Saturday, October 15, 2016

Personal Gas Safety

Time for furnace tune-ups is here. Soon you will be taking the first no-heat calls of this heating season. No doubt you will be inspecting equipment for safety concerns that affect the customer. Don’t forget to pay attention to your own personal safety. Gas leaks, leaky vent systems, incorrect combustion, and lack of combustion air can all create immediate hazards to the service tech working on the system. There are pro-active steps you can take to stay safe while working on gas fired equipment.

Gas Leaks
If there are existing gas leaks it is possible that a combustible atmosphere exists in the space. Ideally, you want to check the air in the space for combustible gas before entering. You can use an electronic combustible gas detector for this. Many techs now use these to check for gas leaks, so you might already have the tool. Just turn it on and let it sample the air in the room as you enter. There are also personal detectors which you can wear to monitor the conditions wherever you are. If you do detect combustible gas in the room, do NOT turn on or off any electrical switches and leave the room. Shut off the gas outside and ventilate the room before continuing. You will have to turn the gas back on to find the leak, but you can ventilate the room and start with a safe atmosphere while you are doing it.

Carbon Monoxide
Negative room pressure, incorrect or leaky gas venting, and lack of combustion air can all contribute to a build-up of carbon monoxide in the room. You can’t smell or see carbon monoxide, so it is especially dangerous. Again, you should test the atmosphere in the room. There are electronic detectors made to check for carbon monoxide in the air, and some are made to wear to monitor the air continuously. If the monitor indicates a build-up of CO in the room, you should shut off the gas outside the room and ventilate the room. Once the room is cleared of CO you can start to look for the cause. Before turning the gas back on make sure to check for obvious things such as blocked combustion air intakes or compromised gas vents. After restarting the furnace you should check the flame color and test the flue for proper operation. Also be sure to check the flue gasses for CO.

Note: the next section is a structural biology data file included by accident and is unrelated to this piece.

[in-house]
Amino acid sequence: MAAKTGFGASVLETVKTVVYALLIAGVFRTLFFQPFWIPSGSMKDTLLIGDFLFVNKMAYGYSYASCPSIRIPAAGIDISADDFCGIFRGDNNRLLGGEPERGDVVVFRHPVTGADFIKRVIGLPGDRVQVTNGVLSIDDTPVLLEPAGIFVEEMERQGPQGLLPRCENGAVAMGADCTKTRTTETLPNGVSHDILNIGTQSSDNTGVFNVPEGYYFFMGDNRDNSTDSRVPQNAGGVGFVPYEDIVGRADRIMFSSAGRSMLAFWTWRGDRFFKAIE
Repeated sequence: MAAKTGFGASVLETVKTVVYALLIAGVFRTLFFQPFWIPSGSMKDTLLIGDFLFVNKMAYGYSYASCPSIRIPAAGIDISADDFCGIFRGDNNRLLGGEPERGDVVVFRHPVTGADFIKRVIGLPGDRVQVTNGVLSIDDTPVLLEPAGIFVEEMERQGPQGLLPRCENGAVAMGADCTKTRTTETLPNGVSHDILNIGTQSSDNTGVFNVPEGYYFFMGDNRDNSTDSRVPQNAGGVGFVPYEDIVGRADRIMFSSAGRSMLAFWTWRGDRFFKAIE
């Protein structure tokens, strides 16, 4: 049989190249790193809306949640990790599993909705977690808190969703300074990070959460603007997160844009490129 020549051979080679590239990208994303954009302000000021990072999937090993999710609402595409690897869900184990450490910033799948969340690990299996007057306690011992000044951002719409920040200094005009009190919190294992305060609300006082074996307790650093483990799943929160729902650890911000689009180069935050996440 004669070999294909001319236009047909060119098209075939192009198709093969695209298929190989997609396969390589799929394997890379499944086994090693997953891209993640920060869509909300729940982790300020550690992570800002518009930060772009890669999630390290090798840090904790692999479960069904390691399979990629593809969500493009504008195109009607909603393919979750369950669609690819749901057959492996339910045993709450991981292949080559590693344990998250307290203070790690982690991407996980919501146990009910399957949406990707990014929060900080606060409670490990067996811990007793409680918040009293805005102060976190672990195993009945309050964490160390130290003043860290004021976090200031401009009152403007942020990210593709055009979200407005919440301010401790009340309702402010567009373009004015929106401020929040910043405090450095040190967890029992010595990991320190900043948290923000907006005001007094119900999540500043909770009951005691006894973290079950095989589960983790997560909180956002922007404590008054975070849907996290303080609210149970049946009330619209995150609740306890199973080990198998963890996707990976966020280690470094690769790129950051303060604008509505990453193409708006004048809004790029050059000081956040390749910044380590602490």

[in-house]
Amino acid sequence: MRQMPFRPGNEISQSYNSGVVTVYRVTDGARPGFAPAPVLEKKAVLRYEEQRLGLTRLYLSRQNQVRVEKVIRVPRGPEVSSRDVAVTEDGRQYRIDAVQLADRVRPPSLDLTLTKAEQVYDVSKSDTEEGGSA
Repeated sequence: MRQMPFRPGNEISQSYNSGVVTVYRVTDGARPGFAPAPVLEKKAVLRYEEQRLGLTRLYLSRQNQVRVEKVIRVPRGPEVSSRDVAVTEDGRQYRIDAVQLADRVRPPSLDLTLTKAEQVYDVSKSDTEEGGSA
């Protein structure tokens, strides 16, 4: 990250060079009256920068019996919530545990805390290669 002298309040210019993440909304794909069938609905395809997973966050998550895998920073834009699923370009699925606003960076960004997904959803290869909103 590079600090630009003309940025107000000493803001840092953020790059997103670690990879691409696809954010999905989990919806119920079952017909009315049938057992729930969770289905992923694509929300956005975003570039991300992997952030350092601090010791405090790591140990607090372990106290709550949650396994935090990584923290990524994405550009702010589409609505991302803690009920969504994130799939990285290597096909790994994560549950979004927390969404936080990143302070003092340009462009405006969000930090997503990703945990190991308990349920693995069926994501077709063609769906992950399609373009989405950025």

Gas Ignition Problems
When observing a gas furnace light, you should never place your face directly in front of the furnace. If there is a delayed ignition or flame roll-out you can be inside the fire-ball. I have made that mistake. It was over before I knew what happened. For a second all I could see was yellow because my head was in the fireball that came out of the furnace. Luckily it just singed my eyebrows a bit and gave my face a slight burn similar to a sunburn. Afterwards I worked out what had happened: a leaky gas valve had allowed a build-up of gas prior to turning the furnace on. Had my face been off to the side I would not have been in the flames when they came out.

Don’t leave your personal safety to chance. 
Take steps to detect and avoid possible personal safety hazards. It is an inconvenience to the customer to have to call 911.

Friday, October 7, 2016

Sorting Out Refrigerant Flammability

Most techs know that ASHRAE Standard 34 originally established three categories of refrigerant flammability: 1,2, and 3. They ranged from 1 – nonflammable, to 3, highly flammable. Category 2 was listed as mildly flammable, or somewhat flammable. Then they added a new category – 2L – for an even lower category of still flammable refrigerant. I admit that I always found that a bit confusing. In my mind, it either burns or it doesn’t.  In order to get a better handle on this I have done some studying.

Two characteristics are used to differentiate category 1 and category 2 refrigerants: the lower flammability limit and the heat of combustion. The lower flammability limit is the lowest percentage concentration of gas in a gas-air mixture that will ignite. Concentrations lower than the lower flammability limit will not burn. Even highly combustible gasses such as gasoline have a lower flammability limit. Refrigerants with a lower flammability limit of 3.5% or less are considered class 3, highly flammable. For comparison the lower flammability limit of gasoline is 1.4%  and propane‘s is 2.1%. Another way for a refrigerant to be considered class 3 is for its heat of combustion to equal or exceed 19 million joules per kilogram. In general terms, it does not take very much class 3 refrigerant to burn and when it does it is very hot.